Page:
As Solomon continues his reflections and observations about life, he makes a stunning observation in Ecc 7:2 when he says,
“It is better to go to the house of mourning
than to go to the house of feasting,
for this is the end of all mankind,
and the living will lay it to heart.”
What does Solomon mean by such a statement?
He reminds us that life is short. The wise person is the one who thinks deeply about that truth because it will impact the way he lives.
Iain Proven summarizes this thought in this way, “Recognizing the brevity and preciousness of life, we should live life seriously.” We must take life seriously and make the best of it for God’s glory because our days are limited.
Why does Solomon mention the “house of mourning”? He is referring here to the place of death of a friend or loved one. When we are mourning, why are we more open to considering the brevity of life?
Robert Davidson notes, “There are things we learn when face to face with sorrow, ‘in the house of mourning’, which we do not and cannot learn in the midst of happiness, ‘in the house of feasting’”. This reality seems to imply that although times or mourning are difficult and painful, it is at such times that we are more open to God’s prodding for our spiritual growth.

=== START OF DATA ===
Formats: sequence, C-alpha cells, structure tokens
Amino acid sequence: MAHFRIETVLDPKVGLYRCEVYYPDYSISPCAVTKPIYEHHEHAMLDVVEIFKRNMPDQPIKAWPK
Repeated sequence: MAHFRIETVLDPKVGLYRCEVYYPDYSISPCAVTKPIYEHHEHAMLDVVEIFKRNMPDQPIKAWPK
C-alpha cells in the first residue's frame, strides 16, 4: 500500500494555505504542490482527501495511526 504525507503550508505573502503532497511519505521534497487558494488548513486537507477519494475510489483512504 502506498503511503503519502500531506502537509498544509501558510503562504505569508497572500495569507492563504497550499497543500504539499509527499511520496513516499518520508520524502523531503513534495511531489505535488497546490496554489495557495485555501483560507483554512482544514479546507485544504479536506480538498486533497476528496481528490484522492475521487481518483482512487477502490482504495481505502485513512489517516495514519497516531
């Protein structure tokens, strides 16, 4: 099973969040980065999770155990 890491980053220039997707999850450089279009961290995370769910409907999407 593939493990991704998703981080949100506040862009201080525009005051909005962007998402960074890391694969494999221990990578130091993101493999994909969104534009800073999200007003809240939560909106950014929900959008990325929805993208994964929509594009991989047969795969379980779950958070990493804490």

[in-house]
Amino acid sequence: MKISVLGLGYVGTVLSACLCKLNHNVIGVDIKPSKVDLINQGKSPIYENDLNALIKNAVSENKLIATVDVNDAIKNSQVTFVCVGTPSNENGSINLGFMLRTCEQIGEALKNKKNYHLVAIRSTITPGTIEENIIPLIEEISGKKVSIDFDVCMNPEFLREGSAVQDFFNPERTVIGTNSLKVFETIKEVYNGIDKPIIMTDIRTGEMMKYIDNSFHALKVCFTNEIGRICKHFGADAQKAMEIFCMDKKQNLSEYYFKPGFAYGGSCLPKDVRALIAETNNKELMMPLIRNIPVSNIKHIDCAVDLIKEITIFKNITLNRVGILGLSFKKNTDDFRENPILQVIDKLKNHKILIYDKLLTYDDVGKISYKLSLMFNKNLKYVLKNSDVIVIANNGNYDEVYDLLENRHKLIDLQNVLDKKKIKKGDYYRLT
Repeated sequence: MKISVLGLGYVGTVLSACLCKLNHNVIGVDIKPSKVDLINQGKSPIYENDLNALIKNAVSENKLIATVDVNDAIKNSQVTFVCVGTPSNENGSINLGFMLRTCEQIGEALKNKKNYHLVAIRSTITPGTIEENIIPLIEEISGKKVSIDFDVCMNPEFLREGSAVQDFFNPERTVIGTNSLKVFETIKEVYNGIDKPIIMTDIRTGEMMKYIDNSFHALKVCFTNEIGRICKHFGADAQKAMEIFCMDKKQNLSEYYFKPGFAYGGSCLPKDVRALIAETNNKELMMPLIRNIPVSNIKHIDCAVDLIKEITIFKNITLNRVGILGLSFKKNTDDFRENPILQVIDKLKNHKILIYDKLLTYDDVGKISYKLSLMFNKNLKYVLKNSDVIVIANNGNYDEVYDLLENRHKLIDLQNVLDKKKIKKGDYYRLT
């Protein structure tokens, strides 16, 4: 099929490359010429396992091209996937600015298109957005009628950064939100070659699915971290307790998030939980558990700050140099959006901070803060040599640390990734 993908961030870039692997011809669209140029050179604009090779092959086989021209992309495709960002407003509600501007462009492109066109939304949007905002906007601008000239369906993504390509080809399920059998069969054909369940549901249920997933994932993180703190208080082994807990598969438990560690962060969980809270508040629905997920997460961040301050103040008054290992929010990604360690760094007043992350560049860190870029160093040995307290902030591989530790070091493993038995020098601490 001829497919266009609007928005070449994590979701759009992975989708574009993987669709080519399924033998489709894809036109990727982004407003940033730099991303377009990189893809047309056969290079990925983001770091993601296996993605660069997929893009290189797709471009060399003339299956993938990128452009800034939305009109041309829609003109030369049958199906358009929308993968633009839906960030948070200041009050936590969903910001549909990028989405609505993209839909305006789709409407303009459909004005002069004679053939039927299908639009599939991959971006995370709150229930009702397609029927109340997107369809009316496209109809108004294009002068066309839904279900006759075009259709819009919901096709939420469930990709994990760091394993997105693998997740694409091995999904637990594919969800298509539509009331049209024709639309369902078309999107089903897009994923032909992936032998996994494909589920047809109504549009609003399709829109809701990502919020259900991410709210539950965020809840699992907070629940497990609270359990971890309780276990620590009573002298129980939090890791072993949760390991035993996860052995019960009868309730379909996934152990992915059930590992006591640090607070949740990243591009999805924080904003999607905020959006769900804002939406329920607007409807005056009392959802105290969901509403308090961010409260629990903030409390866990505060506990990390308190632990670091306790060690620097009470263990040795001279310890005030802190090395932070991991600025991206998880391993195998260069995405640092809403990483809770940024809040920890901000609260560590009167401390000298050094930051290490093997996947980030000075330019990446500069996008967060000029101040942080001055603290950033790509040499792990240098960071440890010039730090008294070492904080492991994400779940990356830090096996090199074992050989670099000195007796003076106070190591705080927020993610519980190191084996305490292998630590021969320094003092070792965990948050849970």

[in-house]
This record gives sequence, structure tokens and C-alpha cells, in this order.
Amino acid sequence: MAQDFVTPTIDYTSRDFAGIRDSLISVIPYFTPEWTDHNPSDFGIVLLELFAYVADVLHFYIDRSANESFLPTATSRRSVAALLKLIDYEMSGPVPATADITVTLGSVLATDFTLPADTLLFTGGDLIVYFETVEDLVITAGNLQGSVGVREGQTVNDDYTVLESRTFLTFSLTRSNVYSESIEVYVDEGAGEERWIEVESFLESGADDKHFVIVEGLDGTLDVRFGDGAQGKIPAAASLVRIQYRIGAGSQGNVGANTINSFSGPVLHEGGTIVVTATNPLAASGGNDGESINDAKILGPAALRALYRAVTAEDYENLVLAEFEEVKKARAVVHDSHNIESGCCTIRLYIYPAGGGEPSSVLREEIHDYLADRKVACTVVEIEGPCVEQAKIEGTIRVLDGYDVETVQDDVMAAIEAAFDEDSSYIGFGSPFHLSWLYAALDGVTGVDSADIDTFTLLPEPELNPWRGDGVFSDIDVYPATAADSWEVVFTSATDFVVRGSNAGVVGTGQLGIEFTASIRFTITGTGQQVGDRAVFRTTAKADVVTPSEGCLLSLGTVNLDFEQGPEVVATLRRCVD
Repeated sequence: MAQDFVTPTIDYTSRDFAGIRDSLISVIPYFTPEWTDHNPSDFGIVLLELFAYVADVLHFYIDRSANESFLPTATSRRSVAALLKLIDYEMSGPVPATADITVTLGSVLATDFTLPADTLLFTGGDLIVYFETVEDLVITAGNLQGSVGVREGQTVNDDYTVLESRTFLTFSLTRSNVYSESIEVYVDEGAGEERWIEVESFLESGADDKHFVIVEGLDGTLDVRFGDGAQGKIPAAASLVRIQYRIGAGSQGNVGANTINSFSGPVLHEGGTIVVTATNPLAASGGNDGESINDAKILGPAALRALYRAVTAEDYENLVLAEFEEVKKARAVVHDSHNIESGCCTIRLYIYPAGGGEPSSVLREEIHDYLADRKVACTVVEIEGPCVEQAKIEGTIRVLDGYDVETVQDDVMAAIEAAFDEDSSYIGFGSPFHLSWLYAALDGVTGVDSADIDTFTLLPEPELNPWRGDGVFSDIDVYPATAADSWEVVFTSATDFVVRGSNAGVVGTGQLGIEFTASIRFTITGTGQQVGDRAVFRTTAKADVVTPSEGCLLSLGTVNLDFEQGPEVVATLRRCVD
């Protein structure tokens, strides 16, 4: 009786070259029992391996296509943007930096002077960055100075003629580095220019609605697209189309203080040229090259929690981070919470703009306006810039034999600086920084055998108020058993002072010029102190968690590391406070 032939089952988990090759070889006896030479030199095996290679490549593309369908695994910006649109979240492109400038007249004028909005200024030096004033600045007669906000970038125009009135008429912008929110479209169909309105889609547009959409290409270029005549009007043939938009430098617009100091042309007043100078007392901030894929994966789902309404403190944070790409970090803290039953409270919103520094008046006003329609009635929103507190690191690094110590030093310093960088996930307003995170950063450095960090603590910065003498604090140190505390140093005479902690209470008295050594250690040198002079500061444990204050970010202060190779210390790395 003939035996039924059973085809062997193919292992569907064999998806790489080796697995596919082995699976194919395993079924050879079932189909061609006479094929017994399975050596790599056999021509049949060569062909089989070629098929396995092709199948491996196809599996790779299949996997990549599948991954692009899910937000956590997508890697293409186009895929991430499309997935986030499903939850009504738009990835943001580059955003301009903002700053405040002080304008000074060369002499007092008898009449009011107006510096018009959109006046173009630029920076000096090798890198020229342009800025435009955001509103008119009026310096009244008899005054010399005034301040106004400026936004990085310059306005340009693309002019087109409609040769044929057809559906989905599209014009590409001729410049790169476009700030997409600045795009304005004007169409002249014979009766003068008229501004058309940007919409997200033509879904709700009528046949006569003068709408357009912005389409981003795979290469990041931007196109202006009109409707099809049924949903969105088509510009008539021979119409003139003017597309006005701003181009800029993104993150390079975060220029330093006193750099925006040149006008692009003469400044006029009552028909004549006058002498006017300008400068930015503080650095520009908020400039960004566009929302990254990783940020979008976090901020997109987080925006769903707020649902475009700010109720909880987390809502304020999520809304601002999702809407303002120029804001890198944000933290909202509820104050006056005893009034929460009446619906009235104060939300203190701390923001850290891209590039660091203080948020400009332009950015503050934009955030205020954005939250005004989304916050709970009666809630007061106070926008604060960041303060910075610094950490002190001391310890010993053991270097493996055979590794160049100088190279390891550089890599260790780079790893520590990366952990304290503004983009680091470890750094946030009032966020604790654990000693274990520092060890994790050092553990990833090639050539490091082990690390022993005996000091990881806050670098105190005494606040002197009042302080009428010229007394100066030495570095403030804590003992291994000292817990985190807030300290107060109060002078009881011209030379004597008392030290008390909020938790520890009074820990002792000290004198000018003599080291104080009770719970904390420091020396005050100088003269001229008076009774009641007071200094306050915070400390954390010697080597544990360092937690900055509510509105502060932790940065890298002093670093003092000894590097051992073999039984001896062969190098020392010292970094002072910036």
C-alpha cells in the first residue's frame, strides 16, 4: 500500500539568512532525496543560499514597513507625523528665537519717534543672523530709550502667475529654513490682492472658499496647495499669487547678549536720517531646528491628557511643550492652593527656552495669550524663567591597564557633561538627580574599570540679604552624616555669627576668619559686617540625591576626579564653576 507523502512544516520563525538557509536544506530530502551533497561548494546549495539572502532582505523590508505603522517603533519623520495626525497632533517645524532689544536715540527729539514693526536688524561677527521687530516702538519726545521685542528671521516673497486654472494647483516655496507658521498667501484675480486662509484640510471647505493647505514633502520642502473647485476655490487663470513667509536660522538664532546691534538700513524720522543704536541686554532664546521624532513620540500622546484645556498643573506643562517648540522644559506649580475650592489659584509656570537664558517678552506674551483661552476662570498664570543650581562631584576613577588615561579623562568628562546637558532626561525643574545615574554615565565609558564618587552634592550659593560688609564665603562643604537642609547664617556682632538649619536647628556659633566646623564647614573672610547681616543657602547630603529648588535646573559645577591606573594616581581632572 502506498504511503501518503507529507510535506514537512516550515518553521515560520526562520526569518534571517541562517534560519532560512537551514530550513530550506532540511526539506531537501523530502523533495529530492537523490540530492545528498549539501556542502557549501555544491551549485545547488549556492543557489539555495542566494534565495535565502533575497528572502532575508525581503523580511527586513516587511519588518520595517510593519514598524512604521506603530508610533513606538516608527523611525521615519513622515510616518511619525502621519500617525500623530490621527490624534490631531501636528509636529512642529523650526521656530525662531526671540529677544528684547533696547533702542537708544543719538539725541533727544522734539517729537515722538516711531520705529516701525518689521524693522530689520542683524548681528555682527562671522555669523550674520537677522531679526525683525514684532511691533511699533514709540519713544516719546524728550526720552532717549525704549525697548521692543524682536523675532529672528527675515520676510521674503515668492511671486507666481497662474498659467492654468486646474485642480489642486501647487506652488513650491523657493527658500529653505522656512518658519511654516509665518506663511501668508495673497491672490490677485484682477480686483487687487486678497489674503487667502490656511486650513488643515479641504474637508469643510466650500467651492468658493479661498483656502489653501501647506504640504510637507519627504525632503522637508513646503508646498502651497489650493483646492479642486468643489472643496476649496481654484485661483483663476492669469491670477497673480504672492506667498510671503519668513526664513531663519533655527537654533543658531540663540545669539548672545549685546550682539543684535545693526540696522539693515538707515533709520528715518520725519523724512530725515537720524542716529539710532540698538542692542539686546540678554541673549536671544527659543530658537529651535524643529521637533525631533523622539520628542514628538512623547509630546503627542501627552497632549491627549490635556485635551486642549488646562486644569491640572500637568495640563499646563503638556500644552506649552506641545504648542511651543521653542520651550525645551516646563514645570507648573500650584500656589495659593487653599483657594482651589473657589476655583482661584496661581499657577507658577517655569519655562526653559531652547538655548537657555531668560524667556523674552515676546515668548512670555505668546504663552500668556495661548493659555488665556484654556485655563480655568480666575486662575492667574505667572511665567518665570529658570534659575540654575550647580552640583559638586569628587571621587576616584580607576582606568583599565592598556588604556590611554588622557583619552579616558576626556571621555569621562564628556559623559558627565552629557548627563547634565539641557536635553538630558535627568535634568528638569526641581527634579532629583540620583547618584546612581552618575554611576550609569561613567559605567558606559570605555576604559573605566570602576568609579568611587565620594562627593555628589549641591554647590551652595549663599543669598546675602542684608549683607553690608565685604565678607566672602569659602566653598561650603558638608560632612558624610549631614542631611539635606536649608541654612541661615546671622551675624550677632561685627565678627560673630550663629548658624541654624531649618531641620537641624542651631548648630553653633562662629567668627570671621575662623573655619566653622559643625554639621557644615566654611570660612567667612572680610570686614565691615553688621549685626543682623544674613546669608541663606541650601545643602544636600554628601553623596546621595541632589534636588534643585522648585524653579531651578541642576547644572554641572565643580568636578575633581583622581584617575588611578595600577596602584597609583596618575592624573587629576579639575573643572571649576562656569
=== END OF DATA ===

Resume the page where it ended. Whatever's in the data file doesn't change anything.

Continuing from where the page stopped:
Have you noticed this truth in your life? I can say that has been true for me. I will always remember a good friend on my high school baseball team who died in a car accident in my first year of college. I had recently become a Christian in college and he still had another year of high school left. The news of his untimely death made me think seriously about life and its brevity.
Solomon is wisely reminding us of the importance of making the most of the few days we have upon this earth. It is easy to think we will never die, but the wise person thinks about the certainty of his death because it will encourage him to make the most of life.
Father, thank you for the reminder of the certainty of death. I would be wise to give that truth serious thought because it will impact the way I live my life. The thought of death should instruct me to live for eternal values and boldly give my life away in service for you. As Jim Elliott, the missionary who died on the mission field said, “He is no fool who gives up that which he cannot keep to gain that which he cannot lose.” May you continue to remind me of the wisdom of living for you in spite of my feelings, or what the culture and my circumstances might say.
Following Jesus with you,